Gangsta Walking with DAVID BANNER
In an ode to that legendary display of communal aggression, multiplatinum super producer David Banner has teamed up with Memphis, Tennessee rap pioneers 8-Ball&MJG and Three 6 Mafia for the hot new track Gangsta Walk.
The song is one of three new cuts available online from Banners third solo release, Certified, which is scheduled to hit stores this summer.
One of my goals in music is to expose southern culture, Banner told me in a conversation last week. Where Im from, the gangsta walk is a [very big] part of that culture. Especially in northern Mississippi, the gangsta walk and Memphis were a major influence. I try to give homage and exposure to that.
Many can remember MC Hammer showing everyone the new dance he picked up in Tennessee on the home video to 1990s ten-times platinum Please Hammer, Dont Hurt 'em. Louisiana native, DJ Jimi went on to popularize the gangsta walk throughout the South with the smash club hit Where They At? from his 1992 release Its Jimi, which included the debut of Juvenile on the track Bounce.
Louisville, KY rap group Underground Mafia also scored a regional hit with Gangsta Walk, from their 1994 debut, Ghetto Thang. However, its Memphis emcees like Gangsta Pat, Pretty Tony and Radical T who are credited with starting the high-energy "get buck" (which later evolved into crunk) style during the late 80s and early 90s in local clubs like Mirage, Expo, Club No Name, 21st Century and 380 Beale.
Some people say New Orleans started it with the little thing DJ Jimi had goin on. Its not true, said Three 6 Mafias Juicy J in one a previous interview. If it wasnt for Memphis, those guys records wouldnt have did nothin. DJs would take [Where They At?] and mix it with our style of beats. Everybody started talking about the song because Memphis was vibin with it. Thats what it takes to make a song pick up down here. We was already doin that type of music here. The song, "Trigga Man" started in 1985, a DJ in Memphis named Spanish Fly brung it back. He used to play "Trigga Man" in the clubs in87.
While buck music took root in hole-in-the-wall Hip-Hop clubs throughout the South, the dance that mimicked the exaggerated stroll of dope boys and gangstas on the rise started poppin up everywhere. While imitation may be the highest form of flattery, originators of the style dont take kindly to the publics perception that their g-walk was created by a brother sportin finger waves and balloon pants from Oakland, California.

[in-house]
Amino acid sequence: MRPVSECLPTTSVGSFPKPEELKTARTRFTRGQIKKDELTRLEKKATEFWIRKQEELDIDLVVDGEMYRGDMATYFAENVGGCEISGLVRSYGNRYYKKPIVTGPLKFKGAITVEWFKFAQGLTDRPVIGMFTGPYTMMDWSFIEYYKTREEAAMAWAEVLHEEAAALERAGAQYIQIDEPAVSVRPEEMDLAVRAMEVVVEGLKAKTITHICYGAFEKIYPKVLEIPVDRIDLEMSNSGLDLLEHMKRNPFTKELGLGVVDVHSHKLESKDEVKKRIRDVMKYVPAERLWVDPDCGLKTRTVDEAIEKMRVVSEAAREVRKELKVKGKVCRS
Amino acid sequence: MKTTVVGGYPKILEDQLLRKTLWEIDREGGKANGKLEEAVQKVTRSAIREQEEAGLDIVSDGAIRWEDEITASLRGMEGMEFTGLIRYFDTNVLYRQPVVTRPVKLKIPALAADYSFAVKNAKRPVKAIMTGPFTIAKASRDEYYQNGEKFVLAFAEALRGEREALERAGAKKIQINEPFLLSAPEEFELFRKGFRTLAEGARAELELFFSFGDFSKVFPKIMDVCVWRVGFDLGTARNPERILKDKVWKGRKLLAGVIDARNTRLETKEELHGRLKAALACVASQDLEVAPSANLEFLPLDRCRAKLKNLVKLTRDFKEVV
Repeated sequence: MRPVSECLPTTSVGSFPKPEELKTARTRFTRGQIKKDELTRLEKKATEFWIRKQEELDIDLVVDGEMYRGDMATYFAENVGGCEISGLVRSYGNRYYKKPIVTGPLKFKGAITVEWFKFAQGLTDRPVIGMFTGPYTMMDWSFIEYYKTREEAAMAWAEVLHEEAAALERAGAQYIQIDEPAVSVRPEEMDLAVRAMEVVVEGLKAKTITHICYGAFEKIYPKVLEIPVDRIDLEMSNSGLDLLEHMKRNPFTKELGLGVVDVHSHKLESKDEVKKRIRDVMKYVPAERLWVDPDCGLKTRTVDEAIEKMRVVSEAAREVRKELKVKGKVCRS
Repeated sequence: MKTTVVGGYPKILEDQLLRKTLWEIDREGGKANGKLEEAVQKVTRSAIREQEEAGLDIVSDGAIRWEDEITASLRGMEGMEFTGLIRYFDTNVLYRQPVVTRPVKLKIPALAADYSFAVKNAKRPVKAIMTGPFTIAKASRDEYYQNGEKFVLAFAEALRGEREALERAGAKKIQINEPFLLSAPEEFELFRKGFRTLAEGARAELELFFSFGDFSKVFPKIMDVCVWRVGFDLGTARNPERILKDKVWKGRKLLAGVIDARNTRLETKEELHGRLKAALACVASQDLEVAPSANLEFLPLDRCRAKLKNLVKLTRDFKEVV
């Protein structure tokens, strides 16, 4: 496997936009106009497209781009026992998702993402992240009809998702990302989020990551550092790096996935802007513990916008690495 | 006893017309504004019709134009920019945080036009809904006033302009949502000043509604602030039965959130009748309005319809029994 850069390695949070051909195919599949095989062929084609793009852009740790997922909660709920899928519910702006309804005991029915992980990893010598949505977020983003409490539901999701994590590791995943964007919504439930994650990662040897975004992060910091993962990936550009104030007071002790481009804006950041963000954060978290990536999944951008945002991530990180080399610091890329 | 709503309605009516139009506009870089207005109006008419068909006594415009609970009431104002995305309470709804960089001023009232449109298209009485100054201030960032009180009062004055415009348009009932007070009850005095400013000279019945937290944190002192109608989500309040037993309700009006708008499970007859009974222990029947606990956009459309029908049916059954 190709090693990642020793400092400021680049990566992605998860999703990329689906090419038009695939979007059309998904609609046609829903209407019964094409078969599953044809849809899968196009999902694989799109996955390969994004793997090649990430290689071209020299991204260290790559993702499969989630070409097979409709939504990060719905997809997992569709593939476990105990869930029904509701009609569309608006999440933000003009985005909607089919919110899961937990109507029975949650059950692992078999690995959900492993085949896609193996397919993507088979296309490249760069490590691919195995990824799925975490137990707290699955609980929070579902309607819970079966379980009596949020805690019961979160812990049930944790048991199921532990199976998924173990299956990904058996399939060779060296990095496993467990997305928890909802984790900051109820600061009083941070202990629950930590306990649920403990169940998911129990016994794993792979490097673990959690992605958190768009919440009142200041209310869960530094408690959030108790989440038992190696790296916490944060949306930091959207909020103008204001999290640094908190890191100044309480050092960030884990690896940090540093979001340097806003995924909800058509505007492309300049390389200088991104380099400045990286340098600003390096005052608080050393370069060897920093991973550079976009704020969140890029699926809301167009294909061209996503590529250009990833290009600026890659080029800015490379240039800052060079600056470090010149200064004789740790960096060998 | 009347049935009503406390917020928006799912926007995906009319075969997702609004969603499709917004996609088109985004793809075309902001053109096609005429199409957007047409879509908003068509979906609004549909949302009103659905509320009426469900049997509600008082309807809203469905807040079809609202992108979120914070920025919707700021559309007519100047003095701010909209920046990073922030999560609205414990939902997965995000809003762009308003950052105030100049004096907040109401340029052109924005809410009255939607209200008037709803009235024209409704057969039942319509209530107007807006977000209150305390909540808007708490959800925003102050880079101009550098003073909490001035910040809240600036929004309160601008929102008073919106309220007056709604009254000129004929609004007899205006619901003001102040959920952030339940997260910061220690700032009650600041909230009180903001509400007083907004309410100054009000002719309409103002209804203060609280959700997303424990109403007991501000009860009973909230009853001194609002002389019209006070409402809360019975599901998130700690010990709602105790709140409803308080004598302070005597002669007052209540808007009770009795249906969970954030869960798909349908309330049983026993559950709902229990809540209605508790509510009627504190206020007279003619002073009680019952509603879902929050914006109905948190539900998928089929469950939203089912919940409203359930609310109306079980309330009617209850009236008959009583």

Just ask fellow Memphis rap legends Skinny Pimp and Al Kapone. "Nope, MC Hammer didn't start the gangsta walk. It was being done in Memphis before he even started doing it," says Kapone.
A lot of us Memphis rappers used to have a dance we called the gangsta walk, Skinny Pimp further elaborates. We would do that dance off of Scarfaces music. M.C. Hammer tried to steal our little gangsta walk dance. Some people didnt like it, but then you had some who were just glad that somebody put Memphis on the national Hip-Hop map back then.
To be fair, the gangsta walk is not a dance in the traditional sense because real gangsters dont dance. They do, however, boogie or Crip walk on the Westside and roc-away in the tri-sate. Gangsta walking is best described as what rambunctious roughnecks in the Dirty do when their song comes on in the club.
They dont dance no more. All they do is this.
With the release of Gangsta Walk, David Banner is trying to get partygoers to do it like they did it back in the day and give M-town its proper respect in the South.
While his assembly of 8-Ball&MJG and Three 6 Mafia may not raise an eyebrow with rap fans on the East and West coasts, Midwesterners and folks below the Mason Dixon recognize its monumental implications. Considering the less-than-cozy
relationship that has existed between the citys most successful rap camps, Gangsta Walk has left many wondering how the track came about.
Reminiscent of an Ole Miss running back whos just scored a touchdown, David Banner points to the heavens when it comes to orchestrating the collaboration.
Thats been the question people have asked me the most, says an obviously proud Banner. How did I get 8-Ball&MJG and Three 6 Mafia to do a track together? Let me tell you something man. My whole life is God. David Banner aint supposed to be [in this position]. I aint supposed to be here with no hook ups or without somebody putting money behind me. Everything I do is by the grace of God. Both groups was happy to do it. People was trying to say that I tricked them [into recording together], but I dont play them games. Im thirty years old. I dont talk or do things behind peoples back. I was straight up. Matter fact, Paul told me before it came out, if you can pull this off its history.
According to Banner, fans can expect more of the same when Certified is released this July.
I really been working on my lyrics and thinking about concepts, says the producer. The concept of 8-Ball&MJG and Three 6 Mafia [together] is big before you even hear the track. What about a track with David Banner rapping fast with Twista? Thats the type of [material] Im working on now big concepts. I realized that God has blessed me to know so many people. In the past, Ive only used that to the advantage of others. Now Im taking my time and putting that to work for me.